+
|-
 +
|2019
 +
|Publication
 +
|The book ''Foundations of Prediction Markets: Modeling, Simulation, and Empirical Evidence'' is planned to be published in April 2019.<ref>{{Cite book|url=https://www.amazon.ca/Foundations-Prediction-Markets-Simulation-Empirical/dp/4431552294/ref=sr_1_1?s=books&ie=UTF8&qid=1538330987&sr=1-1&keywords=9784431552291|title=Foundations of Prediction Markets: Modeling, Simulation, and Empirical Evidence|last=Chen|first=Shu-Heng|last2=Tung|first2=Chen-Yuan|last3=Yeh|first3=Jason|last4=Chie|first4=Bin-Tzong|last5=Tai|first5=Chung-Ching|last6=Lin|first6=Hung-Wen|date=2019-04-13|publisher=Springer|isbn=9784431552291|edition=1st ed. 2019 edition|location=Place of publication not identified|language=English}}</ref>
 
|}
 
|}
  
 
== Meta information on the timeline ==
 
== Meta information on the timeline ==
The initial version of the timeline was written by [[User:Orpheus Lummis|Orpheus_Lummis]].
+
The initial version of the timeline was written by [[User:Orpheus Lummis|Orpheus Lummis]].
  
 
{{funding info}} is available.
 
{{funding info}} is available.
Line 232: Line 300:
 
Feedback for the timeline can be provided at the following places:
 
Feedback for the timeline can be provided at the following places:
  
* TBD reddit
+
* [https://www.reddit.com/r/TimelinesWiki/comments/9m6s0n/timeline_of_prediction_markets/ reddit]
* TBD facebook
+
* [https://www.facebook.com/groups/TimelinesWiki/permalink/2164760973764256/ Facebook]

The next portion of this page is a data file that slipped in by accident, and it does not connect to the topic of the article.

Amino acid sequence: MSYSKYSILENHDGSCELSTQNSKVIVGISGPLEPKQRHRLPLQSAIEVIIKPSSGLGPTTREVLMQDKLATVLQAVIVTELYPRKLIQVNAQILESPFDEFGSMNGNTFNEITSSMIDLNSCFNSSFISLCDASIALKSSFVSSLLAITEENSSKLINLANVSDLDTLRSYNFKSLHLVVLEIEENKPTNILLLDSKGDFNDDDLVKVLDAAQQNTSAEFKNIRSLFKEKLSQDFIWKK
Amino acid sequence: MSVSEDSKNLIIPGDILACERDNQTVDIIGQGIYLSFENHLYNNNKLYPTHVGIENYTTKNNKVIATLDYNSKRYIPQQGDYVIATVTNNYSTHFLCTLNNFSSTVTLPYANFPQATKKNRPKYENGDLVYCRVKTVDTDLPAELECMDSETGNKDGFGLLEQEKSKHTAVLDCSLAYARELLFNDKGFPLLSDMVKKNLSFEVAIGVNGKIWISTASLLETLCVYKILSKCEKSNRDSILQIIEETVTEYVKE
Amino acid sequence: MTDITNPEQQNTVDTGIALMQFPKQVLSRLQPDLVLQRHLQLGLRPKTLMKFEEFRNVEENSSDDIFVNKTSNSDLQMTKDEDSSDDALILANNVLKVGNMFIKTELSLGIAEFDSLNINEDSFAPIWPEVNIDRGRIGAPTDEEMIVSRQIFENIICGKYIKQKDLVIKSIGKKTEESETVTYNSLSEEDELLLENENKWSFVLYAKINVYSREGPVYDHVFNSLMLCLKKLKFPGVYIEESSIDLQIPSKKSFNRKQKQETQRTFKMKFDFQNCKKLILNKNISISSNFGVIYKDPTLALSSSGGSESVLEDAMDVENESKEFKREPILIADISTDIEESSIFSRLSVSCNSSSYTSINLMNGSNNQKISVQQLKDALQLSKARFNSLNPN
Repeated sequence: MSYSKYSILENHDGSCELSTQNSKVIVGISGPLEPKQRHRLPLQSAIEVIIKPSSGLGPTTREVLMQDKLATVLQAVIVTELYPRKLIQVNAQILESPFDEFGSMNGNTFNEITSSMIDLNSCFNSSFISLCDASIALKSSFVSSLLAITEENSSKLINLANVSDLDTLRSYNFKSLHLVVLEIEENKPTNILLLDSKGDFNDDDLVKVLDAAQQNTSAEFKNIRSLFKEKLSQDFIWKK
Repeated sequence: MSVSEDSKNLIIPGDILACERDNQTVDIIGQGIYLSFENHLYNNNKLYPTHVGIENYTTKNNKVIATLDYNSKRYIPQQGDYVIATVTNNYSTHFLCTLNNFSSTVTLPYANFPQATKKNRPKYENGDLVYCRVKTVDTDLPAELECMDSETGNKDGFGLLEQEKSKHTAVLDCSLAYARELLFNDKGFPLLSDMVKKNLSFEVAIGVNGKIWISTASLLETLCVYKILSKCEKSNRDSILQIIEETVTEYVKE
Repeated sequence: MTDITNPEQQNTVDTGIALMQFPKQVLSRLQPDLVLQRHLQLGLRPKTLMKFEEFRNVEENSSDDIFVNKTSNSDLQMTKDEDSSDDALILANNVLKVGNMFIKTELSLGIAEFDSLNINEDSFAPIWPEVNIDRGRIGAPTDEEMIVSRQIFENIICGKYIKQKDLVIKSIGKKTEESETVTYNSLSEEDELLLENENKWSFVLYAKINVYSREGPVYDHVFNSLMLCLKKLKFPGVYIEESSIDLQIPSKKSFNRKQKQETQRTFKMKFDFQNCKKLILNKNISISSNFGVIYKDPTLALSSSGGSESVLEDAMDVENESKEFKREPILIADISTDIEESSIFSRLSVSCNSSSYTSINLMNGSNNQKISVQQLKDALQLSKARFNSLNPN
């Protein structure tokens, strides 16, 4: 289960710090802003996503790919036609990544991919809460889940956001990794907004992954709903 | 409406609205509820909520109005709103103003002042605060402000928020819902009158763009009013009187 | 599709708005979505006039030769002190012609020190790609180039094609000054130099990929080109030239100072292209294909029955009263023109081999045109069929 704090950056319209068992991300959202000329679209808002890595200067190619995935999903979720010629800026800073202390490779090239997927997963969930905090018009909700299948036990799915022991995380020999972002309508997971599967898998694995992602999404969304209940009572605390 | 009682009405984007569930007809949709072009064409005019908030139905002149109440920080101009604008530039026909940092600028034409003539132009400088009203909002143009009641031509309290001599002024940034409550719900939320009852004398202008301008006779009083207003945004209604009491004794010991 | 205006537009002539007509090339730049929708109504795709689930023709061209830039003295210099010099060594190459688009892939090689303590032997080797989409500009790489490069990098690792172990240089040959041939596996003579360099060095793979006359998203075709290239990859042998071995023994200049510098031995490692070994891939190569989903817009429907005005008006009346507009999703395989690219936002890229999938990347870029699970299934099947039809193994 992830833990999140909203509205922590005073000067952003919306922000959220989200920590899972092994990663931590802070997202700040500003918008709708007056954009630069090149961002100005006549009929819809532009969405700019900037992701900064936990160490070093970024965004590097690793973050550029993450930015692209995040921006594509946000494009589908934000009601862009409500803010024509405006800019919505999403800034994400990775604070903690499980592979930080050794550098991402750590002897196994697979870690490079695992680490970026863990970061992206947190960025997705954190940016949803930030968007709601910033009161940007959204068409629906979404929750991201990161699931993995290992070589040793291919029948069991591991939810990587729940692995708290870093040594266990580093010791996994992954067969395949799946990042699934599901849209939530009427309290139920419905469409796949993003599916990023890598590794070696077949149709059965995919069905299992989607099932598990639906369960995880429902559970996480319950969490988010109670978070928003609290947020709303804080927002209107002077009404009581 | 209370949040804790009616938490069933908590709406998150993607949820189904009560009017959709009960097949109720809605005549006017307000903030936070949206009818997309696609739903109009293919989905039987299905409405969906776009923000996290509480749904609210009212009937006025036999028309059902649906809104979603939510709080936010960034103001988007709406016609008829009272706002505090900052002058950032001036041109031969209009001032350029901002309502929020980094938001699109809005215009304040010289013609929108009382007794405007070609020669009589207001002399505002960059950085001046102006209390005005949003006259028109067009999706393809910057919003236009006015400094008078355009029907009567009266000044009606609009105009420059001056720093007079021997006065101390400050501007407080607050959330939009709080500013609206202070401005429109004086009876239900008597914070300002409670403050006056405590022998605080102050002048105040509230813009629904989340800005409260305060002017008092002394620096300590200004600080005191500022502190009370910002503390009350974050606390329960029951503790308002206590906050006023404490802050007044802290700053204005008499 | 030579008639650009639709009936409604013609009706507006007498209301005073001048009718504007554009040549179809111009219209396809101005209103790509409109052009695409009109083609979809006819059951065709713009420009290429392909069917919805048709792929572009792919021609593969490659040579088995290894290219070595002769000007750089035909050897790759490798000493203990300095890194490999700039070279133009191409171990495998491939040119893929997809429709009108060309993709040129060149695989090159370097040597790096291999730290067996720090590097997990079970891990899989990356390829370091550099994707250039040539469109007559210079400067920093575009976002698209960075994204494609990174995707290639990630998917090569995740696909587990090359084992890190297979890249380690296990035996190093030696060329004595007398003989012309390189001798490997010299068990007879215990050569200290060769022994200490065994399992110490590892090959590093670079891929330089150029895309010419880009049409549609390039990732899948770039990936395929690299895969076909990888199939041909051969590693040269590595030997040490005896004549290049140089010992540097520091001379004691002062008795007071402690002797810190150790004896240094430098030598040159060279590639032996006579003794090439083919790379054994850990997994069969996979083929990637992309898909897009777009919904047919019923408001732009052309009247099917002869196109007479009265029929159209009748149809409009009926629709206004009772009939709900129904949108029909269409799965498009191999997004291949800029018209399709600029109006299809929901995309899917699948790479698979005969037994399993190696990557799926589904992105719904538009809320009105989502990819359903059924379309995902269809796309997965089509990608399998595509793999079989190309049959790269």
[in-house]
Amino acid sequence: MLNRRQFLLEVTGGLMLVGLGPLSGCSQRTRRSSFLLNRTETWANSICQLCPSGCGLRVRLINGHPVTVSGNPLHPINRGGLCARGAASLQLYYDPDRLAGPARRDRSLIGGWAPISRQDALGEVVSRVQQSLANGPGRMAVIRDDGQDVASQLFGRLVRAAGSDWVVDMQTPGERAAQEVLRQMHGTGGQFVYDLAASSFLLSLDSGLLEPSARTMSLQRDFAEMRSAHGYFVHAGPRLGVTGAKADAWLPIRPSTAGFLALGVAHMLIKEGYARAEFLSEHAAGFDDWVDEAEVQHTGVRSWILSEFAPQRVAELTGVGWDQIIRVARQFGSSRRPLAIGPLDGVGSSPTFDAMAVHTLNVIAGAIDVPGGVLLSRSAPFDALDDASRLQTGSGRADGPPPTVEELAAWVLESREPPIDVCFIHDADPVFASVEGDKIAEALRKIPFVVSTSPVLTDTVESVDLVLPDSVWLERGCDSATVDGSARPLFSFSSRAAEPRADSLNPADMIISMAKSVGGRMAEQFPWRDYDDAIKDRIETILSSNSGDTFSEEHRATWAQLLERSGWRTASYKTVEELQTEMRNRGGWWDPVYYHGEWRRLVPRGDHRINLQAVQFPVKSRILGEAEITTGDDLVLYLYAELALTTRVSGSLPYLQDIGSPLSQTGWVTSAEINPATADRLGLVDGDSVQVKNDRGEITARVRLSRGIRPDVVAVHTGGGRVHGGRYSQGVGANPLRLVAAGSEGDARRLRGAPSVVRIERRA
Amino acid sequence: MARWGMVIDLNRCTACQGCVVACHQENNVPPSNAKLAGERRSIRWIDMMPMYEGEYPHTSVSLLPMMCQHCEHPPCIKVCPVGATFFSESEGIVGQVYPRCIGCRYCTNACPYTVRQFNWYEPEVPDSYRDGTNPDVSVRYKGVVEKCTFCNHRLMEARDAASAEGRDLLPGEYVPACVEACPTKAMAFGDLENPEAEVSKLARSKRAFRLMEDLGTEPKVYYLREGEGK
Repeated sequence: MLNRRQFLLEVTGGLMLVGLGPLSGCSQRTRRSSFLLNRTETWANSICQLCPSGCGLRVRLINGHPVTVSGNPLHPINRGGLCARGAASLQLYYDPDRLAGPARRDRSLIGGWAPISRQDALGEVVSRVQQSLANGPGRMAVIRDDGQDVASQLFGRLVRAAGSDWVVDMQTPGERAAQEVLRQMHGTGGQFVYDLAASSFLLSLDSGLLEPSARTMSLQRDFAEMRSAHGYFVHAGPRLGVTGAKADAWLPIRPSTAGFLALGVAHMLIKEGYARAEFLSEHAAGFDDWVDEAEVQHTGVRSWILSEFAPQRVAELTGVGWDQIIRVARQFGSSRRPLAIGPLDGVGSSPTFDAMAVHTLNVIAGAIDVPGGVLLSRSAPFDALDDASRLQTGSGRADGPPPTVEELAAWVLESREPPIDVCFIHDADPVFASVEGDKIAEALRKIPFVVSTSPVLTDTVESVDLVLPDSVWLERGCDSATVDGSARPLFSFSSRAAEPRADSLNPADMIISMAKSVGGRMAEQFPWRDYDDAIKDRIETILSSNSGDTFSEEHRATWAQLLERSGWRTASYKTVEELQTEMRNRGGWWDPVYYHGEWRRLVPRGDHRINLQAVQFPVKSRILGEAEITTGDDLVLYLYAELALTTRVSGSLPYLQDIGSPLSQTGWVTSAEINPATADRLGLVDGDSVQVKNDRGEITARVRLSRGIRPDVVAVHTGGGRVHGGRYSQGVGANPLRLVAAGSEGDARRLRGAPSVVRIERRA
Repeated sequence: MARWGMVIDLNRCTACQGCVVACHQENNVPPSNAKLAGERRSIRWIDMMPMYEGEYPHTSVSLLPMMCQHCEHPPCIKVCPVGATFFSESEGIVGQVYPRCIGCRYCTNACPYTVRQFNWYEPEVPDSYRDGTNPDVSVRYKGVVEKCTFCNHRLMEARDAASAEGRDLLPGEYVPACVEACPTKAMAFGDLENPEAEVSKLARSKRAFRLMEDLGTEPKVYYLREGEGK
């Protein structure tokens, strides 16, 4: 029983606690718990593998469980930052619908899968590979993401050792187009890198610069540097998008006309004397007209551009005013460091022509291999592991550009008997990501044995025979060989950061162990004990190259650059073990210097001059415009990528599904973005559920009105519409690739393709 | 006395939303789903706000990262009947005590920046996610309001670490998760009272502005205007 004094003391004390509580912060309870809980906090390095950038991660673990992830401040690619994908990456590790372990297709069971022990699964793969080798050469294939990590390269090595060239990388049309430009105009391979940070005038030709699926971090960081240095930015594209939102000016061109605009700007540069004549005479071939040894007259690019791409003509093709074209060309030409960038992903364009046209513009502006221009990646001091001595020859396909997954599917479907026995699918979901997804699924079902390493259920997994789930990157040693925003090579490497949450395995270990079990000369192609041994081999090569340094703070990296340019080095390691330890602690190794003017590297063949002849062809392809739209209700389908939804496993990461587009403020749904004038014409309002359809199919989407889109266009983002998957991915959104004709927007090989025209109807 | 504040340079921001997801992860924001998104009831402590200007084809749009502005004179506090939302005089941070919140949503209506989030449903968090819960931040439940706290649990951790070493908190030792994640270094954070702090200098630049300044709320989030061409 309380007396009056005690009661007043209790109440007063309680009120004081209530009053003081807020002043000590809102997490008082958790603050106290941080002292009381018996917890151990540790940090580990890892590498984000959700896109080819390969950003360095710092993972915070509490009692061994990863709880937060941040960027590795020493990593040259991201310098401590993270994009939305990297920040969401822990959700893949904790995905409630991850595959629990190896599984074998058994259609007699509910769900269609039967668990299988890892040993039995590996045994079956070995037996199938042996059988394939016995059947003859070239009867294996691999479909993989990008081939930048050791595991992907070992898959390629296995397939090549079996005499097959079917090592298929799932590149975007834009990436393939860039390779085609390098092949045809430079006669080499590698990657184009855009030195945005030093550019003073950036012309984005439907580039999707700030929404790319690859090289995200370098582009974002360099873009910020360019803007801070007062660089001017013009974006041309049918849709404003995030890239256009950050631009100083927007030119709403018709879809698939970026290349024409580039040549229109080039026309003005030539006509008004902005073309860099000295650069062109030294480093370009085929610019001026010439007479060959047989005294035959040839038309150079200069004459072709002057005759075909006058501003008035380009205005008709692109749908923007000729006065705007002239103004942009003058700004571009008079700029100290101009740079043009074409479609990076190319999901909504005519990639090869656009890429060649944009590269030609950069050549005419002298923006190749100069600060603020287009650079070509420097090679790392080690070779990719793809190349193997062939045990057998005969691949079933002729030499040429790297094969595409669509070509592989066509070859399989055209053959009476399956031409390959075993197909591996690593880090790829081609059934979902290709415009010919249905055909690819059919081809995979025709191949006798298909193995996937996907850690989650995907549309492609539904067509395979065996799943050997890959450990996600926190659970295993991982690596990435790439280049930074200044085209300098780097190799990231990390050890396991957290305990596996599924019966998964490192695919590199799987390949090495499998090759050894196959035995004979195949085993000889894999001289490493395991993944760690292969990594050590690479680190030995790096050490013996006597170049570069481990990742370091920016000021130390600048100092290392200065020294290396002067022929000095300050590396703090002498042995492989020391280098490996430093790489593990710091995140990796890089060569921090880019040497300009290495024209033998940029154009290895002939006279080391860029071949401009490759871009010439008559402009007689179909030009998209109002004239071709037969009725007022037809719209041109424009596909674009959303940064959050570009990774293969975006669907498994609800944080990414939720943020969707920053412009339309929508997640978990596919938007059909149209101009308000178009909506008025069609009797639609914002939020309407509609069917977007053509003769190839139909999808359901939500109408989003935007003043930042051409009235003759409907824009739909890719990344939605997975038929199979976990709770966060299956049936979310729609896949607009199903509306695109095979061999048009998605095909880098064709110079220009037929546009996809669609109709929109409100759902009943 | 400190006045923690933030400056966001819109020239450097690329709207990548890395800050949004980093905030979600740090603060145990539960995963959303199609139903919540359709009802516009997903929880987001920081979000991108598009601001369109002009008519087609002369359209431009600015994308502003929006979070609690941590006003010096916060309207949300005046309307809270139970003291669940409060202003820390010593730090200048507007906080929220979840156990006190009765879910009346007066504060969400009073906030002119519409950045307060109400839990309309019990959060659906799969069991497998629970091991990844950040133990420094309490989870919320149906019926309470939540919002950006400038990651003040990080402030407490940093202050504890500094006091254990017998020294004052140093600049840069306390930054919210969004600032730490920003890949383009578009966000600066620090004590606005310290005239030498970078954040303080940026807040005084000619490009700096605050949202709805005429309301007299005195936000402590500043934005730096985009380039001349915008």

* by emailing [mailto:o@orpheuslummis.com o@orpheuslummis.com]
+
* by emailing [mailto:o@orpheuslummis.info o@orpheuslummis.info]
  
 
=== Timeline update strategy ===
 
=== Timeline update strategy ===

Latest revision as of 23:36, 16 November 2018

This is a timeline of prediction markets.

Prediction markets are a forecasting mechanism able to handle efficiently the dynamic aggregation of dispersed information among various agents. They can be thought of as betting markets structured to elicit and aggregate beliefs of future events.

Prediction markets are also sometimes known under the names: information markets, electronic markets, decision markets, virtual markets, election stock markets, idea futures, artificial markets, political stock markets, game market.

Figure 1 of Rhode, Paul; Strumpf, Koleman (2013).png[1]

Figure 8 of Tziralis, Georgios; Tatsiopoulos, Ilias (2007).png[2]

Big picture

Time period Development summary
Up to the 16th century The first written records of political betting date from 1503 (wagering on papal election).[3]
16th & 17th century In Italian city-states, betting is prevalent regarding the choice of government officials and on papal selection.[1][4]
18th to early 20th century There are various instances of political betting on the timing and winning party of Parliamentary elections in Britain, on the outcomes of local and national elections in Canada, and on Presidential and Congressional winners in the United States.[5]

Full timeline

Year Event type Event
1945 Publication The economist Friedrich Hayek publishes the essay "The Use of Knowledge in Society" arguing that information is decentralized within an economy and how that contributes to efficiency. The essay initiates a wider interest for information in economics.[6] (In 2011, "The Use of Knowledge in Society" was selected as one of the top 20 articles published in the American Economic Review during its first 100 years.[7])
1961 Legal The Federal Wire Act becomes effective in the US, outlawing using wired communication for betting or wagering, to prevent interstate gambling.[8]
1975 Fiction John Brunner publishes The Shockwave Rider, a science fiction story involving a prediction market named the Delphi pool.[9]